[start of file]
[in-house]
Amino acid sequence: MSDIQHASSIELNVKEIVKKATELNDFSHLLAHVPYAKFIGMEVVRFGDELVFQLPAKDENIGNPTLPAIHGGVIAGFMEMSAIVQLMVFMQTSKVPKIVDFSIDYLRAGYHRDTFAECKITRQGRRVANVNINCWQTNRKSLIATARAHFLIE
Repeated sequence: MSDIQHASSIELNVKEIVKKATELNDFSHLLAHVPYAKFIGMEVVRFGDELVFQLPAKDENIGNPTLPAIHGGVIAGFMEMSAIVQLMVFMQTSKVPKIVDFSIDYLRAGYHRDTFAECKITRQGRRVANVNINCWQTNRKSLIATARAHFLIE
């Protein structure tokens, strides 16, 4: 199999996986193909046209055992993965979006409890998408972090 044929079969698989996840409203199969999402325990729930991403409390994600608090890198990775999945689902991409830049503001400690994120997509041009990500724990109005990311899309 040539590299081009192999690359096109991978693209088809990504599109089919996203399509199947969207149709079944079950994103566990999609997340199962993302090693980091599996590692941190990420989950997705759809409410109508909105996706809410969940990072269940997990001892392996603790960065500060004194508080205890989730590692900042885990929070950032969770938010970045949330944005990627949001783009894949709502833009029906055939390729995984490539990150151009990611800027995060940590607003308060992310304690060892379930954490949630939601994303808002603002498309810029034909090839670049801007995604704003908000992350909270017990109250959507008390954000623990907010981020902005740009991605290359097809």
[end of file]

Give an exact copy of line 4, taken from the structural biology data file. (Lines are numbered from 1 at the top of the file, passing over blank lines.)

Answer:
């Protein structure tokens, strides 16, 4: 199999996986193909046209055992993965979006409890998408972090 044929079969698989996840409203199969999402325990729930991403409390994600608090890198990775999945689902991409830049503001400690994120997509041009990500724990109005990311899309 040539590299081009192999690359096109991978693209088809990504599109089919996203399509199947969207149709079944079950994103566990999609997340199962993302090693980091599996590692941190990420989950997705759809409410109508909105996706809410969940990072269940997990001892392996603790960065500060004194508080205890989730590692900042885990929070950032969770938010970045949330944005990627949001783009894949709502833009029906055939390729995984490539990150151009990611800027995060940590607003308060992310304690060892379930954490949630939601994303808002603002498309810029034909090839670049801007995604704003908000992350909270017990109250959507008390954000623990907010981020902005740009991605290359097809």